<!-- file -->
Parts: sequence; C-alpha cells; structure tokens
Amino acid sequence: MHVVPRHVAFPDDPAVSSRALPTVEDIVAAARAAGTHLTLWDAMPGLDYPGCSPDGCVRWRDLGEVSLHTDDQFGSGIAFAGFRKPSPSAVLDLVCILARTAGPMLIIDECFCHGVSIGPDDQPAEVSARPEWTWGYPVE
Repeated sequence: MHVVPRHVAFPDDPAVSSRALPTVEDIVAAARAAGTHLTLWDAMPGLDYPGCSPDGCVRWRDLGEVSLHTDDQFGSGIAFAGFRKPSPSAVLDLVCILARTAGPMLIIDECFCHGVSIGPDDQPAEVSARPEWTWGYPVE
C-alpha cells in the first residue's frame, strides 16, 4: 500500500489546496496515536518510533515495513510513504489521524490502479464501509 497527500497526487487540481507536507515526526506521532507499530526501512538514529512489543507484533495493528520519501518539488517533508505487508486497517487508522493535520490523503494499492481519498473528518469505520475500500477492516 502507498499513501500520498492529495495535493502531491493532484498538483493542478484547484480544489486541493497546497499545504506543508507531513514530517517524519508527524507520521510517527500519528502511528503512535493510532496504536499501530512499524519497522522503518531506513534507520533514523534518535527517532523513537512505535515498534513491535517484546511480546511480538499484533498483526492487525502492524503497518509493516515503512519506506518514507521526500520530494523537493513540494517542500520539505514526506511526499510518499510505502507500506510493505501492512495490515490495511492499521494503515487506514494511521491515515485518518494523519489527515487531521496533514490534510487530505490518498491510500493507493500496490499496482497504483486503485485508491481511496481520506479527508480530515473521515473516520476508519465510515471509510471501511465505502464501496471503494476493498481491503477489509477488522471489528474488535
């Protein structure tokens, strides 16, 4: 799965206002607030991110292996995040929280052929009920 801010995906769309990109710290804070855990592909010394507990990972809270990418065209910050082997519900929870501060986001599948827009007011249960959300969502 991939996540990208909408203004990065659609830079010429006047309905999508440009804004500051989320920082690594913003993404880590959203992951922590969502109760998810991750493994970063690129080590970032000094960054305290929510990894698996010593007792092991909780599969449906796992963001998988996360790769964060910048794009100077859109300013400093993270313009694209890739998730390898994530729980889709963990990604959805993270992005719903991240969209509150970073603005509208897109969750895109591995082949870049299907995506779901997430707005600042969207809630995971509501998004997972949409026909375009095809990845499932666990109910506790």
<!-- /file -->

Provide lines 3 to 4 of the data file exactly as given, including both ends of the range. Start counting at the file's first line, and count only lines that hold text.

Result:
Repeated sequence: MHVVPRHVAFPDDPAVSSRALPTVEDIVAAARAAGTHLTLWDAMPGLDYPGCSPDGCVRWRDLGEVSLHTDDQFGSGIAFAGFRKPSPSAVLDLVCILARTAGPMLIIDECFCHGVSIGPDDQPAEVSARPEWTWGYPVE
C-alpha cells in the first residue's frame, strides 16, 4: 500500500489546496496515536518510533515495513510513504489521524490502479464501509 497527500497526487487540481507536507515526526506521532507499530526501512538514529512489543507484533495493528520519501518539488517533508505487508486497517487508522493535520490523503494499492481519498473528518469505520475500500477492516 502507498499513501500520498492529495495535493502531491493532484498538483493542478484547484480544489486541493497546497499545504506543508507531513514530517517524519508527524507520521510517527500519528502511528503512535493510532496504536499501530512499524519497522522503518531506513534507520533514523534518535527517532523513537512505535515498534513491535517484546511480546511480538499484533498483526492487525502492524503497518509493516515503512519506506518514507521526500520530494523537493513540494517542500520539505514526506511526499510518499510505502507500506510493505501492512495490515490495511492499521494503515487506514494511521491515515485518518494523519489527515487531521496533514490534510487530505490518498491510500493507493500496490499496482497504483486503485485508491481511496481520506479527508480530515473521515473516520476508519465510515471509510471501511465505502464501496471503494476493498481491503477489509477488522471489528474488535